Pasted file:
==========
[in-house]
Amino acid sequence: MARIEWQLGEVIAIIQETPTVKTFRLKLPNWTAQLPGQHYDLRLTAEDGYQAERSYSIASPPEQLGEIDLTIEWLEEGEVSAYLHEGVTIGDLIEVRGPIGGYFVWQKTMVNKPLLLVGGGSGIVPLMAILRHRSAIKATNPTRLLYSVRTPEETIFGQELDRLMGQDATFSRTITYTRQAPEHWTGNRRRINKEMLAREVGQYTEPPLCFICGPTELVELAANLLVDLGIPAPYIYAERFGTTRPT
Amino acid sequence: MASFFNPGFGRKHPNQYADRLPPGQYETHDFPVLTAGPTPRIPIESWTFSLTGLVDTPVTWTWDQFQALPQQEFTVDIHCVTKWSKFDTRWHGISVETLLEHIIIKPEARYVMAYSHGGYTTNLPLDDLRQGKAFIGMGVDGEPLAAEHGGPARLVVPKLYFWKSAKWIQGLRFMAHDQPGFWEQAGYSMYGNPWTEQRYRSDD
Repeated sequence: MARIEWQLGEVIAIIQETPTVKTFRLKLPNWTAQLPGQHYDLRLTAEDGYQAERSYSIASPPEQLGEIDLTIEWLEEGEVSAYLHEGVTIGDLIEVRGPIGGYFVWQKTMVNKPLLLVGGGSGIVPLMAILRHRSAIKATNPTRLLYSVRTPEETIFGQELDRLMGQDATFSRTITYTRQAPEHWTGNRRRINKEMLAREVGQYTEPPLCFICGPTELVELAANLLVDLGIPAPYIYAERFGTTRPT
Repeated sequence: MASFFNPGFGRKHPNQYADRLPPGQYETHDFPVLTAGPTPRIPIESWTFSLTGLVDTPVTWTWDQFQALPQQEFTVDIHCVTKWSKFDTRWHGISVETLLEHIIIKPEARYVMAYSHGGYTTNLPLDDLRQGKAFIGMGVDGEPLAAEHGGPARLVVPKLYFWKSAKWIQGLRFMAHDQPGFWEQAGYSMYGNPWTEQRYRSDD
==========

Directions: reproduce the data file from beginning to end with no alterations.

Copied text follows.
[in-house]
Amino acid sequence: MARIEWQLGEVIAIIQETPTVKTFRLKLPNWTAQLPGQHYDLRLTAEDGYQAERSYSIASPPEQLGEIDLTIEWLEEGEVSAYLHEGVTIGDLIEVRGPIGGYFVWQKTMVNKPLLLVGGGSGIVPLMAILRHRSAIKATNPTRLLYSVRTPEETIFGQELDRLMGQDATFSRTITYTRQAPEHWTGNRRRINKEMLAREVGQYTEPPLCFICGPTELVELAANLLVDLGIPAPYIYAERFGTTRPT
Amino acid sequence: MASFFNPGFGRKHPNQYADRLPPGQYETHDFPVLTAGPTPRIPIESWTFSLTGLVDTPVTWTWDQFQALPQQEFTVDIHCVTKWSKFDTRWHGISVETLLEHIIIKPEARYVMAYSHGGYTTNLPLDDLRQGKAFIGMGVDGEPLAAEHGGPARLVVPKLYFWKSAKWIQGLRFMAHDQPGFWEQAGYSMYGNPWTEQRYRSDD
Repeated sequence: MARIEWQLGEVIAIIQETPTVKTFRLKLPNWTAQLPGQHYDLRLTAEDGYQAERSYSIASPPEQLGEIDLTIEWLEEGEVSAYLHEGVTIGDLIEVRGPIGGYFVWQKTMVNKPLLLVGGGSGIVPLMAILRHRSAIKATNPTRLLYSVRTPEETIFGQELDRLMGQDATFSRTITYTRQAPEHWTGNRRRINKEMLAREVGQYTEPPLCFICGPTELVELAANLLVDLGIPAPYIYAERFGTTRPT
Repeated sequence: MASFFNPGFGRKHPNQYADRLPPGQYETHDFPVLTAGPTPRIPIESWTFSLTGLVDTPVTWTWDQFQALPQQEFTVDIHCVTKWSKFDTRWHGISVETLLEHIIIKPEARYVMAYSHGGYTTNLPLDDLRQGKAFIGMGVDGEPLAAEHGGPARLVVPKLYFWKSAKWIQGLRFMAHDQPGFWEQAGYSMYGNPWTEQRYRSDD